By Jessica Cohen
The strip mall on Pike Street in Port Jervis has been closed since last year, but the developer who bought the mall for $1.68 million last week has kindled city officials’ visions of a resurgence of commerce on the site.
Owners TK Associates abandoned the property to closure and foreclosure after water gushed through Rite Aid’s ceiling one rainy night last June. TK owed more than $4 million to BPD Bank.
Ellicott Development Co. was the sole bidder on the property at last week’s auction. The Buffalo-based company was founded by Carl Palladino, who ran for governor in 2010.
“We don’t just buy a property to throw clients in,” said William Palladino, CEO of the company and son of its founder. “We buy property to which we can add value. We make it more pleasing and attractive to attract better tenants.”
Their plan is to develop a mix of national, regional and local tenants, he said.
The company has a long history of rehabilitating neglected properties, Palladino said. In Buffalo, Ellicott is converting a decades-dormant historic building, reported to have had trees growing through it, into an apartment building.
“We look for properties headed for foreclosure,” Palladino said. “We make a lot of offers, and this time we were successful. We got it at enough of a discount to be able to remodel and rehabilitate.”
The company has relationships with national retailers with whom it has had discussions about the Port Jervis mall, but no commitments.
However, Burger King, the lone survivor on the lot, is interested in rehabilitation or rebuilding, Palladino said, consistent with its new marketing concept, “the 20/20 look,” with 20 years into the future in mind.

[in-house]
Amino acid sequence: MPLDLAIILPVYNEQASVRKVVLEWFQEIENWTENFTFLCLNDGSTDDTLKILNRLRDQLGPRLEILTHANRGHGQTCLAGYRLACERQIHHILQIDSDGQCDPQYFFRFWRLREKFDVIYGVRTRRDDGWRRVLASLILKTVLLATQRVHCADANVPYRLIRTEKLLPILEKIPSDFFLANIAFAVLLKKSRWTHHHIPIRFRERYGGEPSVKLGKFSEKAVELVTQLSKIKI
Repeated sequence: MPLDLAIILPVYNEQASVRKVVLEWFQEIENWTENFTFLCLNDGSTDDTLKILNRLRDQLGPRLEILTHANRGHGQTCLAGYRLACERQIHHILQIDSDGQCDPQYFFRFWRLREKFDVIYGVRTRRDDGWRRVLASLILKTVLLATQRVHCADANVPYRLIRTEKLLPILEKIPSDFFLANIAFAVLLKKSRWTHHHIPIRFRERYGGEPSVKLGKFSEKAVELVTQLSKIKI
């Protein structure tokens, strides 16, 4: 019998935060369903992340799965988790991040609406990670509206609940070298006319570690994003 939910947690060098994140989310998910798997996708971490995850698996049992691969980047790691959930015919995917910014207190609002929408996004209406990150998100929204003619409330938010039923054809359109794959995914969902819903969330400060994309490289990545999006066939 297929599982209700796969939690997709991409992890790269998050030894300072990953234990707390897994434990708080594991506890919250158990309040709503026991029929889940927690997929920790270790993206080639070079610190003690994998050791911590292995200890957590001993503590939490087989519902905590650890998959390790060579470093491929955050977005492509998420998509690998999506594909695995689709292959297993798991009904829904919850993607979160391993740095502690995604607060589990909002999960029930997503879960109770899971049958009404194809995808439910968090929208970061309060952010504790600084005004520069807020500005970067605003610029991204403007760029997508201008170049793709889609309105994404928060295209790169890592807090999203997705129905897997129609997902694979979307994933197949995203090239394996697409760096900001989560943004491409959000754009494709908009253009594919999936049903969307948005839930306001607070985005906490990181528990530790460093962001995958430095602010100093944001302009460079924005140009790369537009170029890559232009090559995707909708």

As for the possibility that Port Jervis will establish visual standards for aesthetic consistency in the city, Palladino said, “At the appropriate time, we’ll talk with city officials and come up with aesthetic improvements.”
Kelly Decker, Port Jervis councilman-at-large, concurred, saying the city hopes to have a better relationship with Ellicott than it had with TK Associates.
“We want to work cooperatively,” he said. “We need to look long-term, but not play hardball, or they won’t do business with us.”
“They seem like straight-minded investors,” said Councilman Rob Waligroski. “I’d like to see a Rite Aid superstore in town.”
Decker said he noticed a testimonial online for Ellicott from Rite Aid. He said plans are afoot to build a Rite Aid with a drive-through window at the mall, and that Burger King will be rebuilt.
“The plaza could be totally redeveloped,” he said.